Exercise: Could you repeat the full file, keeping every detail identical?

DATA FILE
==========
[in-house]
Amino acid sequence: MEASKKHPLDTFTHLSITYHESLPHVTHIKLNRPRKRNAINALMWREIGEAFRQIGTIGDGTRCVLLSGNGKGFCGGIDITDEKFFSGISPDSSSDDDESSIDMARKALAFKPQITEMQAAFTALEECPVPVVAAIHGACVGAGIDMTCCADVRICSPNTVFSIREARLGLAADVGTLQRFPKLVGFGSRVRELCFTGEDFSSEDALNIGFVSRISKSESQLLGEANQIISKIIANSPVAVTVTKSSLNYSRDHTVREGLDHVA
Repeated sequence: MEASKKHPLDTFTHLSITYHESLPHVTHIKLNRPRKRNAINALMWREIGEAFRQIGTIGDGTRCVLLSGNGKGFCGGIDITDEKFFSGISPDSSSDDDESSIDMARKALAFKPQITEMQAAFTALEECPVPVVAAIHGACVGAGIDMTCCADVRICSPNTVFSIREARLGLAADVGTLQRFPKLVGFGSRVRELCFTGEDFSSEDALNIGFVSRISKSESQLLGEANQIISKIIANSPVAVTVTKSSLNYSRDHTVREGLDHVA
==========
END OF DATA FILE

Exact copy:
[in-house]
Amino acid sequence: MEASKKHPLDTFTHLSITYHESLPHVTHIKLNRPRKRNAINALMWREIGEAFRQIGTIGDGTRCVLLSGNGKGFCGGIDITDEKFFSGISPDSSSDDDESSIDMARKALAFKPQITEMQAAFTALEECPVPVVAAIHGACVGAGIDMTCCADVRICSPNTVFSIREARLGLAADVGTLQRFPKLVGFGSRVRELCFTGEDFSSEDALNIGFVSRISKSESQLLGEANQIISKIIANSPVAVTVTKSSLNYSRDHTVREGLDHVA
Repeated sequence: MEASKKHPLDTFTHLSITYHESLPHVTHIKLNRPRKRNAINALMWREIGEAFRQIGTIGDGTRCVLLSGNGKGFCGGIDITDEKFFSGISPDSSSDDDESSIDMARKALAFKPQITEMQAAFTALEECPVPVVAAIHGACVGAGIDMTCCADVRICSPNTVFSIREARLGLAADVGTLQRFPKLVGFGSRVRELCFTGEDFSSEDALNIGFVSRISKSESQLLGEANQIISKIIANSPVAVTVTKSSLNYSRDHTVREGLDHVA